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Turkey And Its Quest For Advanced Missiles

October 20, 2013

Chinese S-300 SAM

Having spent much of the current year flexing its muscles as a regional power, Turkey hasn’t neglected its effort to become a technology leader as well. Since it possesses the most advanced manufacturing sector among Muslim countries, Turkey is forging its own path in aerospace and other defense-related industries.

Missile development is no exception. As a longtime NATO member with decades of experience operating Western European and US missile systems, Prime Minister Recep Tayyip Erdogan’s administration has set its sight on a 360 degree R&D blitz to produce indigenous missiles.

As September drew to a close, initial news reports announced the Undersecretariat for Defence Industries‘ choice of the Chinese HQ-9 to meet its long-range air defense needs.

The HQ-9, which is marketed by the China Precision Machinery Import Export Corporation (CPMIEC), is exported as the FD-2000 missile system and is comparable to either Russia’s S-300 or even the US Patriot.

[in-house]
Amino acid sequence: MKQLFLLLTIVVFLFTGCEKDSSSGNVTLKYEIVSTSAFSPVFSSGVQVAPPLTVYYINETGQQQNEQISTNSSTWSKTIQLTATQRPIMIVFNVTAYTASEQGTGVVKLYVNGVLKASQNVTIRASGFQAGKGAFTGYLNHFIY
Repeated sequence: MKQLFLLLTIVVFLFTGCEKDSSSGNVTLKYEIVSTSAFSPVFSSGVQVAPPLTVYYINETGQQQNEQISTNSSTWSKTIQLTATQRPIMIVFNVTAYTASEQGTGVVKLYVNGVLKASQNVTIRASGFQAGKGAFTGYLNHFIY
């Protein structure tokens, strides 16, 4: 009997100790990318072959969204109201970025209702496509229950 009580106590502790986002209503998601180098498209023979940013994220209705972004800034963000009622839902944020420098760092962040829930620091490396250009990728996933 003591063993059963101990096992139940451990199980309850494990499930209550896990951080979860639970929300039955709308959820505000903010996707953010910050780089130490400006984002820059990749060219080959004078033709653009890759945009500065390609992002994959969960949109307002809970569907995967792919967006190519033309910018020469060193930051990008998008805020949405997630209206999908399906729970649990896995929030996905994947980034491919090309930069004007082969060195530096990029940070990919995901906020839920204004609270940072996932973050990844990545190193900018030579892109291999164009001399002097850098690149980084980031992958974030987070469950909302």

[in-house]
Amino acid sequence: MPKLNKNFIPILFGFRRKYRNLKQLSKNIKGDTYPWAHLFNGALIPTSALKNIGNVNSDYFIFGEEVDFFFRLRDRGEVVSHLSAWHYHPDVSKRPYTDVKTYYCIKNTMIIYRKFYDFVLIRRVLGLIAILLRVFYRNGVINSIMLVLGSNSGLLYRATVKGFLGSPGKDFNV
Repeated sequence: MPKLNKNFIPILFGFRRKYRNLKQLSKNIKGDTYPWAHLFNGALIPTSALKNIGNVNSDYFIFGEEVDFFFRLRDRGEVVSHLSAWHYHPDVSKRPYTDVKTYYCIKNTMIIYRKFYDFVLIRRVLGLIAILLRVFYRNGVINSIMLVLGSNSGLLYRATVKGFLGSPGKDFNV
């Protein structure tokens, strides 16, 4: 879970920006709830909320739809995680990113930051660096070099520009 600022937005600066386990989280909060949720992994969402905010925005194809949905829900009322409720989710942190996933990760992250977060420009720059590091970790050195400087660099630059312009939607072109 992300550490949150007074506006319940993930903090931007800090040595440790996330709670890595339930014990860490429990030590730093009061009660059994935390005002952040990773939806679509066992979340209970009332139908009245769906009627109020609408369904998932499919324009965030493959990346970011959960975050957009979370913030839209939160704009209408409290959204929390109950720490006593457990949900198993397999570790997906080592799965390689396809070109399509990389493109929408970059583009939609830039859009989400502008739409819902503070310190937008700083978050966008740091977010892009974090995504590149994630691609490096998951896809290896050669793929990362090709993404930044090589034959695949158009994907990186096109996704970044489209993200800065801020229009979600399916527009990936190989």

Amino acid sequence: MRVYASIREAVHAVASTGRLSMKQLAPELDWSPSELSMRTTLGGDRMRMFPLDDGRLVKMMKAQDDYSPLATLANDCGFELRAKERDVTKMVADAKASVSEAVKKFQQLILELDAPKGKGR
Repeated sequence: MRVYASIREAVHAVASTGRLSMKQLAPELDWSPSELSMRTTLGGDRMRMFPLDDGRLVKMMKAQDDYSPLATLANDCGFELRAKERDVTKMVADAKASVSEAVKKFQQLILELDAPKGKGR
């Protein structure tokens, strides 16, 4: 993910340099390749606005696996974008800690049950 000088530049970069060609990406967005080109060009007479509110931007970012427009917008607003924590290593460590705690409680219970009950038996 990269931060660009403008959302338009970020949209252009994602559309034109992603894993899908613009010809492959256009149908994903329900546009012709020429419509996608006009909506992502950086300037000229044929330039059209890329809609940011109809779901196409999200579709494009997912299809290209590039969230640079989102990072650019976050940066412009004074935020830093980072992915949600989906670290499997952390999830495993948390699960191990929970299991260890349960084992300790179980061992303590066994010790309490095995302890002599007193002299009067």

Like the S-300, the HQ-9/FD-2000 vertically deploys from the trailer of an 8×8 transport. Many believe that what clinched the $3 billion deal with CPMIEC was the inclusion of a joint-production agreement wherein Turkish manufacturers assemble the systems themselves.

Earlier this month the Undersecretariat of Defense announced another breakthrough. The occasion was the October 6 debut test launch for the Hisar-A, an indigenous SAM. The Hisar-A in its current variant is an air defense system comprising a missile launcher mounted on a 6×6 truck.

As a joint development between Roketsan and Aselsan, the available writing on the Hisar-A reveals it’s a medium-range missile ideal for shooting down drones, aircraft, and even cruise missiles. The missile itself was developed by Roketsan and is designated the Medium Altitude Air Defense (MAAD) Missile System Project.

Although the Turkish military does have a substantial air defense capability, not to mention a large air force, the Hisar-A is the first time an indigenous system was designed and built with Turkey’s own regional threat considerations in mind. Still in the testing phase, once production commences the Hisar-A is expected to be used in both ground vehicles and ships.

The scale and extent of modernization that has swept Turkey’s armed forces in the last 20 years has opened new opportunities for its military-industrial complex. Not only is the Turkish military superior to some of its NATO allies, but it is now the most formidable arms exporter in the Middle East.